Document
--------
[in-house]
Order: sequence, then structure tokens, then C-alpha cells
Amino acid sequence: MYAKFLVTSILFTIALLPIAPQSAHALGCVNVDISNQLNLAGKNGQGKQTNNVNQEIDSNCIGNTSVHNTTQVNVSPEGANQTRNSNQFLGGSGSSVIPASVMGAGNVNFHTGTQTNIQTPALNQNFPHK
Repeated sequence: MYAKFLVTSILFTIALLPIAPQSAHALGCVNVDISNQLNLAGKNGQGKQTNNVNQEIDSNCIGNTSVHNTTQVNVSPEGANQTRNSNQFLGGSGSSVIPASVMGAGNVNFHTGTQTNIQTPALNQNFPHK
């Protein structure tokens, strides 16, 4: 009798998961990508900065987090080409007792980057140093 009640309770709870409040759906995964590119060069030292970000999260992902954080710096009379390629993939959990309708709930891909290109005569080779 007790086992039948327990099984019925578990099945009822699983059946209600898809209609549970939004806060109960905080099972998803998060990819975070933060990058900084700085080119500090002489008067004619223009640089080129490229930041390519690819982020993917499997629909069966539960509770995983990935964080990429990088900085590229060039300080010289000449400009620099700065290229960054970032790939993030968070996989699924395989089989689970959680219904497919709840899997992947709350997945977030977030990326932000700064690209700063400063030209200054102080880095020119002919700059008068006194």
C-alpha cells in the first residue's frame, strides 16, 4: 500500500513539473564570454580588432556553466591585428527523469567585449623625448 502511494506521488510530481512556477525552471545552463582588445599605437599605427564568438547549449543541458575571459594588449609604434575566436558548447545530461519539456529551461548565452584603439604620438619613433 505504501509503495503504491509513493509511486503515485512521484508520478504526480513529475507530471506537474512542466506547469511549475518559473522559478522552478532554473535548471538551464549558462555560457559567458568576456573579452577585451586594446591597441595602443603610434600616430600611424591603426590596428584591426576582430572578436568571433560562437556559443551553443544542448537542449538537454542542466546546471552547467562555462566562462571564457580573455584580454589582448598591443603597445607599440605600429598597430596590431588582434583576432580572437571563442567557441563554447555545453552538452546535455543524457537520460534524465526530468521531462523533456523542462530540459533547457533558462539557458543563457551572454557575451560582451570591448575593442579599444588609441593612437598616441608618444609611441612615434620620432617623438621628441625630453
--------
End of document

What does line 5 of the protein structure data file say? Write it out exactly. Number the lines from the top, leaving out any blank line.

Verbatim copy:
């Protein structure tokens, strides 16, 4: 009798998961990508900065987090080409007792980057140093 009640309770709870409040759906995964590119060069030292970000999260992902954080710096009379390629993939959990309708709930891909290109005569080779 007790086992039948327990099984019925578990099945009822699983059946209600898809209609549970939004806060109960905080099972998803998060990819975070933060990058900084700085080119500090002489008067004619223009640089080129490229930041390519690819982020993917499997629909069966539960509770995983990935964080990429990088900085590229060039300080010289000449400009620099700065290229960054970032790939993030968070996989699924395989089989689970959680219904497919709840899997992947709350997945977030977030990326932000700064690209700063400063030209200054102080880095020119002919700059008068006194």